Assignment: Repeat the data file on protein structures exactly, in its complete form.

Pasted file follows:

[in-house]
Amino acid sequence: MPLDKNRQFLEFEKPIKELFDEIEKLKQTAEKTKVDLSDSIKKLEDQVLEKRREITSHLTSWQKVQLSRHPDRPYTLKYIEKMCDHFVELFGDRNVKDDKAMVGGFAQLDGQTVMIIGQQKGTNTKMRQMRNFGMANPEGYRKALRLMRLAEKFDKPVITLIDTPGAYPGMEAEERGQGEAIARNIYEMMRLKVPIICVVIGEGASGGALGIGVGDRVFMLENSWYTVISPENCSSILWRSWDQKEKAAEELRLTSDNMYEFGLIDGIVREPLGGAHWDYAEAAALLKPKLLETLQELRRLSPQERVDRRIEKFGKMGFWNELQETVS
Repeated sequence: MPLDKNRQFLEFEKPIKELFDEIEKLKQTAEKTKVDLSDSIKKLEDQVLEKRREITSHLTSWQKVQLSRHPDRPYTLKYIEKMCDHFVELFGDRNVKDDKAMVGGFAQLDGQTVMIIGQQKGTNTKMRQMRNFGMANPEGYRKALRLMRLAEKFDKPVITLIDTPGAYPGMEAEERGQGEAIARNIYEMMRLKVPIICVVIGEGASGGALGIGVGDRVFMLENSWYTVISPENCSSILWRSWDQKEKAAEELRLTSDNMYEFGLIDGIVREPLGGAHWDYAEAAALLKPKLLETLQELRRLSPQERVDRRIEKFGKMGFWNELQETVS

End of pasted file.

[in-house]
Amino acid sequence: MPLDKNRQFLEFEKPIKELFDEIEKLKQTAEKTKVDLSDSIKKLEDQVLEKRREITSHLTSWQKVQLSRHPDRPYTLKYIEKMCDHFVELFGDRNVKDDKAMVGGFAQLDGQTVMIIGQQKGTNTKMRQMRNFGMANPEGYRKALRLMRLAEKFDKPVITLIDTPGAYPGMEAEERGQGEAIARNIYEMMRLKVPIICVVIGEGASGGALGIGVGDRVFMLENSWYTVISPENCSSILWRSWDQKEKAAEELRLTSDNMYEFGLIDGIVREPLGGAHWDYAEAAALLKPKLLETLQELRRLSPQERVDRRIEKFGKMGFWNELQETVS
Repeated sequence: MPLDKNRQFLEFEKPIKELFDEIEKLKQTAEKTKVDLSDSIKKLEDQVLEKRREITSHLTSWQKVQLSRHPDRPYTLKYIEKMCDHFVELFGDRNVKDDKAMVGGFAQLDGQTVMIIGQQKGTNTKMRQMRNFGMANPEGYRKALRLMRLAEKFDKPVITLIDTPGAYPGMEAEERGQGEAIARNIYEMMRLKVPIICVVIGEGASGGALGIGVGDRVFMLENSWYTVISPENCSSILWRSWDQKEKAAEELRLTSDNMYEFGLIDGIVREPLGGAHWDYAEAAALLKPKLLETLQELRRLSPQERVDRRIEKFGKMGFWNELQETVS